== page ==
India Stalls on Plan to Ban Piston Engines
India, which formulated a plan two years ago to ban the sale of piston-powered vehicles by 2030, confirms it has not yet made the deadline official, Reuters reports.
The transport and highway minister announced in 2017 that it helped finalize the proposal, which was submitted to the cabinet for approval. But little concrete action has occurred since then. The country’s shrinking car market this year hasn’t helped.
India’s auto industry remains eager for clarification of government policies regarding electrification, diesels and emissions. But carmakers have been skeptical that the Indian market could afford a rapid shift to significantly more expensive EVs.
Manufacturers say that creating a viable EV market in India will require a national charging network, sales incentives and tax breaks that make electrification more competitive with piston power. Government agencies agree to those objectives but have been slow to back them with funding and specific plans.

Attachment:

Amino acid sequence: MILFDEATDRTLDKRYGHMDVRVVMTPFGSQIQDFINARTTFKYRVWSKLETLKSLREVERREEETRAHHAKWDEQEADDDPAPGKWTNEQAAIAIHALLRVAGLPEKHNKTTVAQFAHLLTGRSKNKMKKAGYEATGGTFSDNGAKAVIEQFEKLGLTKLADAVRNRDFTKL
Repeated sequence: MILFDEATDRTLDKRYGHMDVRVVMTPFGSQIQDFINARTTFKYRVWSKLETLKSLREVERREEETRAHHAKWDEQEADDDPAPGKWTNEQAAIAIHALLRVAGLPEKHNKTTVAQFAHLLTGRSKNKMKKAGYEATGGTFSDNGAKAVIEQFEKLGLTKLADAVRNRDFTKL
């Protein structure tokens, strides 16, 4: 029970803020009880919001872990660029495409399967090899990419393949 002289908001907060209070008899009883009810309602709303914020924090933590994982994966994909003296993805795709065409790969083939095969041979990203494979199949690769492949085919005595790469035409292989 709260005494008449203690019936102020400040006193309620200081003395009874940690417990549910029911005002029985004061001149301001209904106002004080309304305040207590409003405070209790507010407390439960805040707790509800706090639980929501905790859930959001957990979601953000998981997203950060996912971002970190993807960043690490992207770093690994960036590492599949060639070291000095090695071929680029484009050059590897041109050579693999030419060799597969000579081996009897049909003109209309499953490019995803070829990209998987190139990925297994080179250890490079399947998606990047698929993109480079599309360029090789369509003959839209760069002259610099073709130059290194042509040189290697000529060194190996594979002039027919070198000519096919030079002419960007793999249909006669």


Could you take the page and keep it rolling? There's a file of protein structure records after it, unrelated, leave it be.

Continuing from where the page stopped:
Last year the head of Daimler AG operations in India said the lack of progress on those fronts was preventing India from becoming a viable EV market.
Lithium-ion batteries have become the technology of choice for EVs, and falling costs and rising energy levels could keep them on top for nearly two decades.
A young(ish) guy that I’ve known for a number of years, a man who spent the better part of his career writing for auto buff books and who is a car racer on the side, mentioned to me that his wife has a used Lexus ES Hybrid.
The engineers at Munro & Associates have taken a perfectly sound BMW i3 and taken it apart. Completely apart. And they are impressed with what they’ve discovered about how the EV is engineered.